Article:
Over 200 engineers and others joined the Alphabet Workers Union, a big win for labor organizing in largely anti-union Silicon Valley. They are supported by the Communications Workers of America.
A bipartisan group of 38 attorneys general say Google abuses its power as the Internet's top search destination.
The tech giant's researchers say the dismissal of renowned researcher Timnit Gebru has "had a demoralizing effect" on one of the most prestigious units in the company.
Ten state attorneys general accuse the tech giant of abusing its power to manipulate the digital ad market and crush competitors.
The National Labor Relations Board accused the tech giant of violating federal law when it fired two employees involved in worker organizing last year.
The chief executives of Facebook, Twitter and Google face skepticism from a Senate committee over their decisions about what content to allow and what to take down from their platforms.
Facebook's Mark Zuckerberg, Twitter's Jack Dorsey and Google's Sundar Pichai go before the Senate Commerce Committee to defend Section 230, a law that protects them from lawsuits over users' posts.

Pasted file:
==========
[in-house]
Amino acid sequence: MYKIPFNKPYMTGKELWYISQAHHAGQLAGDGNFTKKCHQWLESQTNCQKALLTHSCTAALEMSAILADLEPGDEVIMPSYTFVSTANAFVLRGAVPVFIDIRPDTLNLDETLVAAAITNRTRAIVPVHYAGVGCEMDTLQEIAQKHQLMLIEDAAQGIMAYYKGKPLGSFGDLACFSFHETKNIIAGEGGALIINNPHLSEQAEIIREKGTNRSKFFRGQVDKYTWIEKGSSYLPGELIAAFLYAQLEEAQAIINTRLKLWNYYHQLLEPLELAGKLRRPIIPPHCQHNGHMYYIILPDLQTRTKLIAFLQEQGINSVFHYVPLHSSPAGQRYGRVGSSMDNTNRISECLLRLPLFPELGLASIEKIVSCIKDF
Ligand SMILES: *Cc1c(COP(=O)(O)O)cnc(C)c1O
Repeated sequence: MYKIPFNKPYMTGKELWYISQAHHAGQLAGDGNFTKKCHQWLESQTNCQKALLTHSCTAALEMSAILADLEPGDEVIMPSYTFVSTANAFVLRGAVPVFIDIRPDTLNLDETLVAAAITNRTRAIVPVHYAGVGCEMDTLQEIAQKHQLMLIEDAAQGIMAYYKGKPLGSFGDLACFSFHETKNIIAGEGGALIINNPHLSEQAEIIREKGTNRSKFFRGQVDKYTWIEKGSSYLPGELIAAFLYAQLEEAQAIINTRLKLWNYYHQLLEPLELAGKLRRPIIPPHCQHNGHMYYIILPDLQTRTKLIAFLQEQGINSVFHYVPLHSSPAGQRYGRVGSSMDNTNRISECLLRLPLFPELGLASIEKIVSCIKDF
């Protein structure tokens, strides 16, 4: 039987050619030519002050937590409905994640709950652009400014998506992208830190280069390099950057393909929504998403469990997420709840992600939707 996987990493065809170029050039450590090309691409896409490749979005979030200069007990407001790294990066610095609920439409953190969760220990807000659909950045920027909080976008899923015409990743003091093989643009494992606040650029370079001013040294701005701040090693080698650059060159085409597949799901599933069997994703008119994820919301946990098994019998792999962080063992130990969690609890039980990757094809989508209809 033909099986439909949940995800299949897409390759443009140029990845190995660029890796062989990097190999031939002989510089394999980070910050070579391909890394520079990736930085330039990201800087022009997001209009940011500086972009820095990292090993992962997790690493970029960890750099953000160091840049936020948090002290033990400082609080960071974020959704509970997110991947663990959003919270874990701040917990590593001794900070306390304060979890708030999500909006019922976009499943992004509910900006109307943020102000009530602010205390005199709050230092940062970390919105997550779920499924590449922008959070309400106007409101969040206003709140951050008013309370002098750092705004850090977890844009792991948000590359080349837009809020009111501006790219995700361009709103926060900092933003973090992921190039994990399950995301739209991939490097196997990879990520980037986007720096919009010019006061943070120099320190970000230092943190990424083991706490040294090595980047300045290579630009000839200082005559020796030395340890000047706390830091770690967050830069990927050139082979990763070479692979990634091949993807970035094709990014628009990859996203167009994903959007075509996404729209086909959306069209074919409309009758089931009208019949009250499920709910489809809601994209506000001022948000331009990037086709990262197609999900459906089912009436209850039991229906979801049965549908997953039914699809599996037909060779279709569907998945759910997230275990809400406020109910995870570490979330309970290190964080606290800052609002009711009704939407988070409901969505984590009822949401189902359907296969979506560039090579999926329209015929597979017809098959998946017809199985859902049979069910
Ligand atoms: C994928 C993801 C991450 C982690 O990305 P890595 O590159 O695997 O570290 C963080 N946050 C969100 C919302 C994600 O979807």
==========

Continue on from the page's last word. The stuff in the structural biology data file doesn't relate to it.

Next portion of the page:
An agreement worth up to $12 billion made Google the de facto choice for online search on millions of iPhones. Justice officials say the deal may be anticompetitive under U.S. law.
Arkansas Attorney General Leslie Rutledge describes the reasoning behind the antitrust lawsuit against Google filed by the Justice Department and 11 state attorneys general.
The Justice Department's lawsuit against Google is the clearest sign yet of the "Techlash" that has politicians on both sides of the aisle bristling at the power of Silicon Valley.
The antitrust lawsuit against Google is the most significant action the federal government has taken against a technology company in two decades. Google calls the lawsuit "deeply flawed."
Georgia and 10 other states joined the Justice Department Tuesday in filing a lawsuit aimed at preventing Google from unlawfully maintaining monopolies through anticompetitive and exclusionary practices.
The suit accuses the tech giant of entering into a series of exclusionary agreements to lock up the primary avenues through which users access internet search engines.
Oracle accuses Google of illegally copying its software. Google contends the kind of code it used cannot be owned by anyone.
House Democrats recommend Congress look at ways to force the companies to split off some of their businesses, saying the tech giants have exploited their power to benefit themselves and hurt rivals.
The tech giant will not allow election-related ads in Search, on YouTube or any of its other properties, citing the likelihood of delayed election results.